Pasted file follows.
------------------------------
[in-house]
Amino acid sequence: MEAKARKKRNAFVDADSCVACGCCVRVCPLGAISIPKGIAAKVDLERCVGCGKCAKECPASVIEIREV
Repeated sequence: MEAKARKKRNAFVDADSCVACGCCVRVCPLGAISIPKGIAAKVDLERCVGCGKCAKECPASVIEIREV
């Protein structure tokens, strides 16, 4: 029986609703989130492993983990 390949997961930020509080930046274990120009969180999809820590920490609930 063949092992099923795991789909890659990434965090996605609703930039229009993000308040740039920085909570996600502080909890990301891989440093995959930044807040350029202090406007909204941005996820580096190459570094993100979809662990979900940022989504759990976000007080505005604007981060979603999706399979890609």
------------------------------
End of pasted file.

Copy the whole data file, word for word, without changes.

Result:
[in-house]
Amino acid sequence: MEAKARKKRNAFVDADSCVACGCCVRVCPLGAISIPKGIAAKVDLERCVGCGKCAKECPASVIEIREV
Repeated sequence: MEAKARKKRNAFVDADSCVACGCCVRVCPLGAISIPKGIAAKVDLERCVGCGKCAKECPASVIEIREV
């Protein structure tokens, strides 16, 4: 029986609703989130492993983990 390949997961930020509080930046274990120009969180999809820590920490609930 063949092992099923795991789909890659990434965090996605609703930039229009993000308040740039920085909570996600502080909890990301891989440093995959930044807040350029202090406007909204941005996820580096190459570094993100979809662990979900940022989504759990976000007080505005604007981060979603999706399979890609």